02/08/2024 | News release | Distributed by Public on 02/08/2024 05:05
A new project, MUNIMAP, has been launched to address the threat of dumped munitions in the Baltic Sea and Skagerrak, aiming to accelerate and coordinate remediation efforts at the BSR level. The CBSS is partnering in this Interreg-financed project.
In an effort to address the persistent threat posed by dumped munitions in the Baltic Sea and the Skagerrak, the recently launched MUNIMAP project, or Baltic Sea Munition Remediation Roadmap, has embarked on a crucial mission to activate, speed up and coordinate the Baltic Sea munitions remediation.
The CBSS is a partner in this Interreg-financed project, which will have its kick-off meeting on 20-22 February 2024 in Sopot, Poland. The lead partner is the Institute of Oceanology of Polish Academy of Sciences (IO PAN). In the project, the CBSS is tasked with handling communication and policy dialogue.
Other notable partners in the larger project consortium that includes members from Denmark, Germany, Finland, Latvia, Lithuania, Poland and Norway are the German Environment Agency (UBA), the Helsinki Commission (HELCOM), the International Centre for Chemical Safety and Security (ICCSS) and the Norwegian Defence Research Establishment (FFI).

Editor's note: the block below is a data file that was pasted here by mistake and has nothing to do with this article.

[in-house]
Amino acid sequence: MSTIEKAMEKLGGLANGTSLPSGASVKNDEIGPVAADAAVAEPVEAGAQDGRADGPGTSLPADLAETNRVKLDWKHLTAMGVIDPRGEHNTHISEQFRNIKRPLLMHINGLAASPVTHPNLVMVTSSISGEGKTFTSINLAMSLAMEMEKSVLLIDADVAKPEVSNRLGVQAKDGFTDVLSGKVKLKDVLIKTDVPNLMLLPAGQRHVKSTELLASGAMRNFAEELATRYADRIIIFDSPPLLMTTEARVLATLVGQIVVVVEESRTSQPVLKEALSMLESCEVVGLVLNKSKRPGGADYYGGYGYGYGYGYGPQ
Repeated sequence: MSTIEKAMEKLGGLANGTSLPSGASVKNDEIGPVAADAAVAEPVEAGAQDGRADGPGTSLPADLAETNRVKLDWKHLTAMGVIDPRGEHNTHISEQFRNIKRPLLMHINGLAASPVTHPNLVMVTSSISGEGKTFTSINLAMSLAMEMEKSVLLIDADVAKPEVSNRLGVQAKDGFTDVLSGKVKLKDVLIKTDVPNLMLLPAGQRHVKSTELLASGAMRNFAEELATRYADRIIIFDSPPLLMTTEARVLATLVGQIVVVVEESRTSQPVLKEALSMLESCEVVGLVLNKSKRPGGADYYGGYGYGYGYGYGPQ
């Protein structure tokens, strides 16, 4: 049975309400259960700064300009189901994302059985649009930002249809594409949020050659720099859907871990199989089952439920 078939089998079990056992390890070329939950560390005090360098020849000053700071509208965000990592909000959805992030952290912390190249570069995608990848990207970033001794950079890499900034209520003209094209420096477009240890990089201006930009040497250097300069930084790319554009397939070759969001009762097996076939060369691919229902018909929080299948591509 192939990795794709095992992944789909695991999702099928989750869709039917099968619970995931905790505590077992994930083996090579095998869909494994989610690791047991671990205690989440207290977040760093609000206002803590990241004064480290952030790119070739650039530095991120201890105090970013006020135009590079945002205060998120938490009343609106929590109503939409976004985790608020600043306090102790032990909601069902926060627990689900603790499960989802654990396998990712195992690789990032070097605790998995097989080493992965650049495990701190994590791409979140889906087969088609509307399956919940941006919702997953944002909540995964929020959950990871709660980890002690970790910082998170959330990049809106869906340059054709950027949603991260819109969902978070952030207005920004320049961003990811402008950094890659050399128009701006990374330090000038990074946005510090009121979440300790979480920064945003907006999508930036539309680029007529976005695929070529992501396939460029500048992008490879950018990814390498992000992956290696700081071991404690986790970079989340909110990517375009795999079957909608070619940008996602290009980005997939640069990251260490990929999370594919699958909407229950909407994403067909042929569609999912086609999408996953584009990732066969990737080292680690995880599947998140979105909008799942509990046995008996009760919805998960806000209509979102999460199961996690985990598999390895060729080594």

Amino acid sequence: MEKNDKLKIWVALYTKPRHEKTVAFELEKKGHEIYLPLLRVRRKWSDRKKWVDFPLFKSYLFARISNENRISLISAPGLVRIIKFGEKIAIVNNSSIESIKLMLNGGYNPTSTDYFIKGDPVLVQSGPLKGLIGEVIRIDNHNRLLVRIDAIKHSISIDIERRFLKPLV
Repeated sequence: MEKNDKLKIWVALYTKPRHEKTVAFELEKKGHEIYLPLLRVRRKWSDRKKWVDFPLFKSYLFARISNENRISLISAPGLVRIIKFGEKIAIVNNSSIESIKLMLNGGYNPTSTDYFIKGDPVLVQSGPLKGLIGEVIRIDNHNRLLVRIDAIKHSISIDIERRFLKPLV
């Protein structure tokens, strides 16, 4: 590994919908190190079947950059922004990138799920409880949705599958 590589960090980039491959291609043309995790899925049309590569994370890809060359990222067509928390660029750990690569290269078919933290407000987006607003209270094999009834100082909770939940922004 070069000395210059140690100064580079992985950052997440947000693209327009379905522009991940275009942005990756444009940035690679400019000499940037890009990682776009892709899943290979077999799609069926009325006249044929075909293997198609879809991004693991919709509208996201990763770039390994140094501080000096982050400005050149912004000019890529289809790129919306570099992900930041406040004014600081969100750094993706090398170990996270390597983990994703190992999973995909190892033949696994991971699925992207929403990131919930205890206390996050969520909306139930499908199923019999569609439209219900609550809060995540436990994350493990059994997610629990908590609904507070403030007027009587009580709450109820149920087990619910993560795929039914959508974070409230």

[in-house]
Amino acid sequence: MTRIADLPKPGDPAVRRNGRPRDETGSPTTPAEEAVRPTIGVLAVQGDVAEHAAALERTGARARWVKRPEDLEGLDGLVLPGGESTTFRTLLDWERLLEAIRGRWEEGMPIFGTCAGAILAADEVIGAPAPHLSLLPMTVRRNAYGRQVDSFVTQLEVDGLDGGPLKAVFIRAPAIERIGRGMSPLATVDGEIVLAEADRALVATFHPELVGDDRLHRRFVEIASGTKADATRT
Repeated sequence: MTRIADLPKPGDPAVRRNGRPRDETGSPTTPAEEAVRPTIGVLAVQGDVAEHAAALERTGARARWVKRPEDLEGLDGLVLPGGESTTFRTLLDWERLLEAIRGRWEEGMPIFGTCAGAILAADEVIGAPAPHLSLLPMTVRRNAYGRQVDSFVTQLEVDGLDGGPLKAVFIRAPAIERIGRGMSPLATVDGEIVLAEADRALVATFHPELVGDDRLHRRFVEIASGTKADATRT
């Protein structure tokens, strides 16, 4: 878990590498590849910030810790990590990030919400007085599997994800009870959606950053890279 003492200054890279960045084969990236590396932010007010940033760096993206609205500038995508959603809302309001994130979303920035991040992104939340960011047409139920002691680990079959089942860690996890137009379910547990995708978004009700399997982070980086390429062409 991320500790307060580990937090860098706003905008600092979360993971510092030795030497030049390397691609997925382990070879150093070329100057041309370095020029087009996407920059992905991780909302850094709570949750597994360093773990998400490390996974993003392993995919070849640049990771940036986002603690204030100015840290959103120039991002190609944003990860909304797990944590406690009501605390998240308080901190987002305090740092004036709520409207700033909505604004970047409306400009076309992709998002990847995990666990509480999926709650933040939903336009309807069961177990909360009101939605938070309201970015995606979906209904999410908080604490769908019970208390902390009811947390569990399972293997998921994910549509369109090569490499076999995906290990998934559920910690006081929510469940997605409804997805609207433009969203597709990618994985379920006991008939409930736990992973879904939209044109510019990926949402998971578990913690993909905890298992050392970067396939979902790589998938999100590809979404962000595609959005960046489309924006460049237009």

The Baltic Sea Region continues to grapple with the aftermath of chemical and conventional munitions dumped in its waters after the Second World War, posing a serious threat to the marine ecosystem and endangering maritime economic activities.
Authorities responsible for marine area management face numerous challenges in remediating these munitions, navigating unclear legal frameworks, and often lacking the necessary resources and official mandates. National discussions and remediation efforts are currently also at different stages across the Baltic Sea Region.
Based on the outcomes of previous successful Interreg projects dealing with dumped munitions, MUNIMAP aims to catalyse, accelerate, and coordinate these national processes by establishing a modular roadmap tailored to each country's unique challenges.
The roadmap, designed to be adaptable to individual country contexts, encompasses key elements such as policy development, administration, site selection, monitoring, and remediation methods. These components will be collaboratively developed and tested in conjunction with target user groups.
The complex process of managing submerged munitions involves minimising their impact on the environment. MUNIMAP therefore further aims to provide authorities with the best available techniques (BAT) and best environmental practices (BEP) for safe and environmentally friendly remediation.
The MUNIMAP project will run for a period of 36 months.